Understanding Long Term Care Options For Your Estate Plan
When you create your estate plan, there is one very large expense that you really can’t forget to plan for: Whether it’s for you or your loved ones down the road, the possibility and necessity of long term care, is something you can’t leave out.
A Big Expense
Long term care is extraordinarily expensive. By some estimates, the cost is between $4,000-$9,000 per month depending on what kind of care is needed, how much medical attention is needed, and whether the resident will have a private room or a shared room.
Either way: For someone who may need assisted living—especially if that is at an age where the person has many years to live—that monthly expense can add up, and it needs to be accounted for in your estate plan.
In planning for long term care, many people bunch all the types of long term care into one. But they are very different, and in creating an estate plan, it’s important to understand what those differences are.
Nursing Home Care
We often lump all kinds of long term care options into the phrase “nursing home,” but a nursing home is very different from assisted living. A nursing home is for people that need constant medical attention or assistance with the everyday activities of daily living.
In many ways, a nursing home is similar to a hospital.
Nursing home residents may have dementia, or may be physically or mentally infirm. Some may have limited mobility, and others may have no mobility at all. Residents may have continuing medical conditions that need routine medical care, they may need therapy or rehabilitation, or just assistance moving, eating, communicating or taking medicines.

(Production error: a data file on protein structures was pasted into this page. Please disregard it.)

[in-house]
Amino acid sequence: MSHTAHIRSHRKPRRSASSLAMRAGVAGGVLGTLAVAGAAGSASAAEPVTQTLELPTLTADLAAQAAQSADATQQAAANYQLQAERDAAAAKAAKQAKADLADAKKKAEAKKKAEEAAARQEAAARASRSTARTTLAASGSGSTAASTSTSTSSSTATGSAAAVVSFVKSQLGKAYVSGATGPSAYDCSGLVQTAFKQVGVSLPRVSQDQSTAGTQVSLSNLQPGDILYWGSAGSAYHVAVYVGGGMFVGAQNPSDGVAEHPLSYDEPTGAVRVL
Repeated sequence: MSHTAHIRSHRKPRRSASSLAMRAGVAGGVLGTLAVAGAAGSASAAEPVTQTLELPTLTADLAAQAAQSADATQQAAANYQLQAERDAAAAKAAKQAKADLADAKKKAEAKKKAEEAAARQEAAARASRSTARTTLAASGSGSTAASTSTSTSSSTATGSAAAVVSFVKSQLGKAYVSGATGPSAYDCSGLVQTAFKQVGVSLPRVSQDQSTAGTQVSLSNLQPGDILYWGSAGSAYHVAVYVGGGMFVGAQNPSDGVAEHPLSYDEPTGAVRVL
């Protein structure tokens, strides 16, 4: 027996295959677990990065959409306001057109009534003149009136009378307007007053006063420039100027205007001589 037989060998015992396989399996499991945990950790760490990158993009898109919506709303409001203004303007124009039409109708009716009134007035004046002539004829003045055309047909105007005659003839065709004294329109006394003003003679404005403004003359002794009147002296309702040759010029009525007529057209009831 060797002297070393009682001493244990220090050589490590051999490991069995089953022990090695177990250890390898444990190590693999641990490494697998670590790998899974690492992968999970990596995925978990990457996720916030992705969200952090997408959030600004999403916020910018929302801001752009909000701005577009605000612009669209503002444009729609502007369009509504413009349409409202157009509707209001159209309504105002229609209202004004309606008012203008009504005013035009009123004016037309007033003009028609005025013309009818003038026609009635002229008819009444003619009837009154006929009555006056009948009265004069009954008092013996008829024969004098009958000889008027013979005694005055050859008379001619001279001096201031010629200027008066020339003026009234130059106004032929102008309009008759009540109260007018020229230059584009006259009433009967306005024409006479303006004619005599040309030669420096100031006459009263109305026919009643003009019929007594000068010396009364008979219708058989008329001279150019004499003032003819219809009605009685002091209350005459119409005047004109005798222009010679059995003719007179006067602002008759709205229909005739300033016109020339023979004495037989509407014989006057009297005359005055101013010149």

There are some recreational or social activities for residents. But a nursing home is not intended to be a replacement for a traditional home environment.
Assisted Living – More Like a Community
In contrast, assisted living is for those who are more mobile, and who can take care of themselves, but who just may need help with the everyday tasks of routine life. Those in assisted living may have some medical needs and need medical care, and they may need some help getting dressed or taking their medicines, but generally they are more able bodied than those in nursing homes.
Assisted living tries to mimic private apartment-style living; residents often have their own room, and the facility may provide recreation, games, entertainment or shows for residents. Residents are generally free to socialize, and move about the facility at will. The facility may even have transportation, taking residents to get groceries or go shopping or go to movies.
Planning for the Future
As a general rule, nursing homes, because of the increased attention that is needed, and the medical care, is more expensive than assisted living.
At this point, you may not know whether you or your beneficiaries need assisted or nursing home care. You can, in your estate plan, leave money for either one, so whichever is needed, can be paid for from your estate.
Ask us for help with your will or estate plan. Call the West Palm Beach estate planning lawyers at the Law Offices of Larry E. Bray today for help planning for your future.